It’s hard to believe, but a little more than a decade ago, savers could earn up to 5 percent annual interest from bank certificates of deposit and savings accounts.
That was before the financial crisis forced the Federal Reserve to lower short-term interest rates to nearly zero and keep them there for years.
Which savings vehicles are best depends on your goals and circumstances: How long can you afford to park your cash? Are you comfortable banking exclusively online? How do you plan to diversify? How much liquidity do you need in the short term?
To earn the best interest rates, you’ll have to commit to keeping your money in accounts for a specified time and diversify your funds to ensure they are appreciating above inflation, says Benjamin Sullivan, certified financial planner and enrolled agent with Palisades Hudson Financial Group in Austin, Texas.
Here are some ways to safely put that cash to work.
High-yield online savings accounts. About 5 to 10 percent of your savings, or three to six months of your expenses, should remain completely liquid, says Joel S. Salomon, a former hedge fund manager and owner of SaLaurMor Management in New York. As long as you don’t mind banking exclusively online, without local branches or tellers, you can earn great rates with online accounts. Interest rates for online accounts are currently approaching 2 percent and are much more attractive than rates most brick-and-mortar banks pay, says Sullivan. Marcus by Goldman Sachs is paying 1.7 percent with a $1 minimum, while Radius Bank pays 1.86 percent on a $25,000 minimum deposit.
Certificates of deposits and Treasury bills. CDs and Treasury bills can earn more income than online savings accounts, but your access to the funds will be limited because they must be held for a minimum amount of time, Sullivan says. You’ll need to identify the specific CDs or Treasurys you want to buy and then restart this process each time the holdings mature, which could be anywhere from a few days for Treasury bills to many years with CDs. Treasury bills are often sold at a discount from the face value, which is the value once the bill matures.
If you shop around for CDs, you can probably find a suitable combination of term and rate. You can even ladder CDs so that they mature at different times, says Alexander S. Lowry, a finance professor at Gordon College in Wenham, Massachusetts. This allows you to exit one or more of the CDs if interest rates rise. “A CD ladder will get you higher interest rates without sacrificing accessibility,” he says.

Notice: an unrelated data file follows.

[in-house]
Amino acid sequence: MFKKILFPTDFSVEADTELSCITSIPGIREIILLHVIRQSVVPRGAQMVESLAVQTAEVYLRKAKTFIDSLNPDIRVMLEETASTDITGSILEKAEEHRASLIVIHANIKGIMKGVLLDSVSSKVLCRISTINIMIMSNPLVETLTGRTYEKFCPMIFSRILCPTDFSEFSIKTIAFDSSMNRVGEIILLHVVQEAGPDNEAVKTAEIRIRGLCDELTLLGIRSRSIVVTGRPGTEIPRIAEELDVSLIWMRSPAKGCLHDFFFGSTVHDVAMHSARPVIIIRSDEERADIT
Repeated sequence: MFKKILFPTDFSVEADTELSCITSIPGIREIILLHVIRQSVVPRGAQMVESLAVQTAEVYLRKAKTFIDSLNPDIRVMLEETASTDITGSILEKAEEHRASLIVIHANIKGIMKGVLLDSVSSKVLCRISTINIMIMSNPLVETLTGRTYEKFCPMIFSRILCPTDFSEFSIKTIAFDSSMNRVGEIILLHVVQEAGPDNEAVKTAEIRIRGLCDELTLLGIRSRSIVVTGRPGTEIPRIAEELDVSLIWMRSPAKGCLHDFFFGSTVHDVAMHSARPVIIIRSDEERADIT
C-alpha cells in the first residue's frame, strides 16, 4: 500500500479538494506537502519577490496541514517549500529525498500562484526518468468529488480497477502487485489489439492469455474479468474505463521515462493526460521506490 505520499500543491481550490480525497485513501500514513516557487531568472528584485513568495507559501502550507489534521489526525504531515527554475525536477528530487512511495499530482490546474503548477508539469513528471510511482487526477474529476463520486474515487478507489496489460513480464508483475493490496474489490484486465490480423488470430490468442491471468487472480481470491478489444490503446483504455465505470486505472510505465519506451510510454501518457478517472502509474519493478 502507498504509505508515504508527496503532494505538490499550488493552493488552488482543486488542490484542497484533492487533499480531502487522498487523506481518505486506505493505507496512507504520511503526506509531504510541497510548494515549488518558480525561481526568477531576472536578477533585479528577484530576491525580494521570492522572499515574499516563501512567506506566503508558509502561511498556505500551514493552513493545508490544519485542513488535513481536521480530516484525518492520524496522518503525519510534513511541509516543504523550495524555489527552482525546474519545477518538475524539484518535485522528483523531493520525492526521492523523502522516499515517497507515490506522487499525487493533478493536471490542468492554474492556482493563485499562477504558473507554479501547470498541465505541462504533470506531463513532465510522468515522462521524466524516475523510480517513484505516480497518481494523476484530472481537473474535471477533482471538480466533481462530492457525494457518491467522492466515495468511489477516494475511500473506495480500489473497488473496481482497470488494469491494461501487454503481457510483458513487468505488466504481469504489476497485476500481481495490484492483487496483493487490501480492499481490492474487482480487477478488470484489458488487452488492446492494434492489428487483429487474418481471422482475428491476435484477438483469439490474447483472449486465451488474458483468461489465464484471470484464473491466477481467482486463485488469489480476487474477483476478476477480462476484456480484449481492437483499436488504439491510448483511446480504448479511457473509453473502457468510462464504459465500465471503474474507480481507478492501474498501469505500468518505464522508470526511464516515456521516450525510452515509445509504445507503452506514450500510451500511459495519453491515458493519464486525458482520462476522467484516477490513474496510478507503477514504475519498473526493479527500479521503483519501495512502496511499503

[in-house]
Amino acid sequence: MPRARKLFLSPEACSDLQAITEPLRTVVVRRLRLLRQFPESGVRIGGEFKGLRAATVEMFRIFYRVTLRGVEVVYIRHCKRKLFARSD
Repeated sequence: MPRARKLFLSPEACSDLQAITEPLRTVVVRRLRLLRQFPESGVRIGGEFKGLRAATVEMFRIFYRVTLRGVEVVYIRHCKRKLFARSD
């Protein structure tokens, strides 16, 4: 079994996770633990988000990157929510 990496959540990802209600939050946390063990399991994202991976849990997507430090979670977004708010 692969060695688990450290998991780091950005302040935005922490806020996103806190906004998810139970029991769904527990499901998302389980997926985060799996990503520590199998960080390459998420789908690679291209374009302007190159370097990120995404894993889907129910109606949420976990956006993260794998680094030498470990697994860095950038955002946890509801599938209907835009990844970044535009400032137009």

The five-year Marcus by Goldman Sachs CD is currently at about 2.8 percent, says Kellerman. A one-year CD earns about 2.2 percent at Goldman Sachs, Barclay and Capital One, while a six-month CD at Ally Bank is about 1.5 percent. Many CDs don’t have minimum deposits.
You’ll want to check that the Federal Deposit Insurance Corp. insures the bank providing a CD. Doing so is “as simple as examining the website of the issuing bank for member FDIC postings or inquiring with a representative by phone or in person,” says Jim Brown, a certified public accountant and author of YourBestMindset.com, an online guide for choosing a financial advisor. FDIC signs are often posted on bank windows or on plaques inside bank branches.
Short-term municipal bond funds. Whether you’re saving with a five-year horizon or for retirement, consider diversifying your savings with bond funds to ensure your money keeps up with inflation, Sullivan says. Bond prices and interest rates are inversely related: If interest rates increase, bond prices will decrease. Still, short-term municipal bond funds are a good compromise for rate of return and risk.
“An appropriate investment strategy for your savings should take into account that interest rates are likely to rise but shouldn’t assume that rising rates in the near-term are a certainty,” Sullivan says.
And by investing in bonds with near-term maturities, you can yield 2 to 3 percent immediately without experiencing much loss if interest rates rise, Sullivan says. Municipal bonds offer a better after-tax return because the interest is always exempt from federal income tax and may also be exempt from state or local income tax, he says.
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